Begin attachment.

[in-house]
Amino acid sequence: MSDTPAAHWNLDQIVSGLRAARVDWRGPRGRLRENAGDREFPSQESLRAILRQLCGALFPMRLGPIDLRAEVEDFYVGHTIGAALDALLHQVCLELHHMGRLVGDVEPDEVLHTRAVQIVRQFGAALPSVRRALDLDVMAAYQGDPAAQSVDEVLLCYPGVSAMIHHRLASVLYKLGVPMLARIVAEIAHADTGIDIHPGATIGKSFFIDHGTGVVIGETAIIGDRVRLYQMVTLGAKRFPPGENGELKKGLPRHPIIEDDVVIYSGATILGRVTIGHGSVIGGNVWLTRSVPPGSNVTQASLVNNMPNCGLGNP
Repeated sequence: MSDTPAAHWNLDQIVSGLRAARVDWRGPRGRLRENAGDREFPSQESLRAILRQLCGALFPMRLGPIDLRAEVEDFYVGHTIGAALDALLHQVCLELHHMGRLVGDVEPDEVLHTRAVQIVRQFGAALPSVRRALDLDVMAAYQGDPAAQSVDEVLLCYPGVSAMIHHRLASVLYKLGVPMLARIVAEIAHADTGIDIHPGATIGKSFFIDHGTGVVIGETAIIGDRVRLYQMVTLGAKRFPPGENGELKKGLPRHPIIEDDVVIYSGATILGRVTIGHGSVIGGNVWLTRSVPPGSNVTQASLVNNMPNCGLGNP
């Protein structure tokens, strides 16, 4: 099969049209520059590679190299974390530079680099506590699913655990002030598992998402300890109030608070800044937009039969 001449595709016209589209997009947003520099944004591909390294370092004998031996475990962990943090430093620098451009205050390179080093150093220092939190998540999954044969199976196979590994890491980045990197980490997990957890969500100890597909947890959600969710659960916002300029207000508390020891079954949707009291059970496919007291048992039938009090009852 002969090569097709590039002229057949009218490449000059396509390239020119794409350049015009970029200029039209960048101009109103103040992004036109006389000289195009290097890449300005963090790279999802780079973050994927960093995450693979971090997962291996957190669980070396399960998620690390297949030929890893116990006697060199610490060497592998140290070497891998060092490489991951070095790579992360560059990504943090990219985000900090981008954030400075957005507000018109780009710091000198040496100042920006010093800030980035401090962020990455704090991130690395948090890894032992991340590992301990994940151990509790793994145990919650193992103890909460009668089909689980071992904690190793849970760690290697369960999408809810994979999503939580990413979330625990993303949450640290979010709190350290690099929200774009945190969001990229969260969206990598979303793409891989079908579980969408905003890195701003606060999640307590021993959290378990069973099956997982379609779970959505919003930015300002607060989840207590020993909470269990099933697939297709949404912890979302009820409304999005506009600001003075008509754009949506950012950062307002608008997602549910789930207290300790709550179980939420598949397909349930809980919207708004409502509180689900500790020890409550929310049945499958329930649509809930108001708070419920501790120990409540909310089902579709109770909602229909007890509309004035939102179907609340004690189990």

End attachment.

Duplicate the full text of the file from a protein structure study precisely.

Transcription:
[in-house]
Amino acid sequence: MSDTPAAHWNLDQIVSGLRAARVDWRGPRGRLRENAGDREFPSQESLRAILRQLCGALFPMRLGPIDLRAEVEDFYVGHTIGAALDALLHQVCLELHHMGRLVGDVEPDEVLHTRAVQIVRQFGAALPSVRRALDLDVMAAYQGDPAAQSVDEVLLCYPGVSAMIHHRLASVLYKLGVPMLARIVAEIAHADTGIDIHPGATIGKSFFIDHGTGVVIGETAIIGDRVRLYQMVTLGAKRFPPGENGELKKGLPRHPIIEDDVVIYSGATILGRVTIGHGSVIGGNVWLTRSVPPGSNVTQASLVNNMPNCGLGNP
Repeated sequence: MSDTPAAHWNLDQIVSGLRAARVDWRGPRGRLRENAGDREFPSQESLRAILRQLCGALFPMRLGPIDLRAEVEDFYVGHTIGAALDALLHQVCLELHHMGRLVGDVEPDEVLHTRAVQIVRQFGAALPSVRRALDLDVMAAYQGDPAAQSVDEVLLCYPGVSAMIHHRLASVLYKLGVPMLARIVAEIAHADTGIDIHPGATIGKSFFIDHGTGVVIGETAIIGDRVRLYQMVTLGAKRFPPGENGELKKGLPRHPIIEDDVVIYSGATILGRVTIGHGSVIGGNVWLTRSVPPGSNVTQASLVNNMPNCGLGNP
């Protein structure tokens, strides 16, 4: 099969049209520059590679190299974390530079680099506590699913655990002030598992998402300890109030608070800044937009039969 001449595709016209589209997009947003520099944004591909390294370092004998031996475990962990943090430093620098451009205050390179080093150093220092939190998540999954044969199976196979590994890491980045990197980490997990957890969500100890597909947890959600969710659960916002300029207000508390020891079954949707009291059970496919007291048992039938009090009852 002969090569097709590039002229057949009218490449000059396509390239020119794409350049015009970029200029039209960048101009109103103040992004036109006389000289195009290097890449300005963090790279999802780079973050994927960093995450693979971090997962291996957190669980070396399960998620690390297949030929890893116990006697060199610490060497592998140290070497891998060092490489991951070095790579992360560059990504943090990219985000900090981008954030400075957005507000018109780009710091000198040496100042920006010093800030980035401090962020990455704090991130690395948090890894032992991340590992301990994940151990509790793994145990919650193992103890909460009668089909689980071992904690190793849970760690290697369960999408809810994979999503939580990413979330625990993303949450640290979010709190350290690099929200774009945190969001990229969260969206990598979303793409891989079908579980969408905003890195701003606060999640307590021993959290378990069973099956997982379609779970959505919003930015300002607060989840207590020993909470269990099933697939297709949404912890979302009820409304999005506009600001003075008509754009949506950012950062307002608008997602549910789930207290300790709550179980939420598949397909349930809980919207708004409502509180689900500790020890409550929310049945499958329930649509809930108001708070419920501790120990409540909310089902579709109770909602229909007890509309004035939102179907609340004690189990």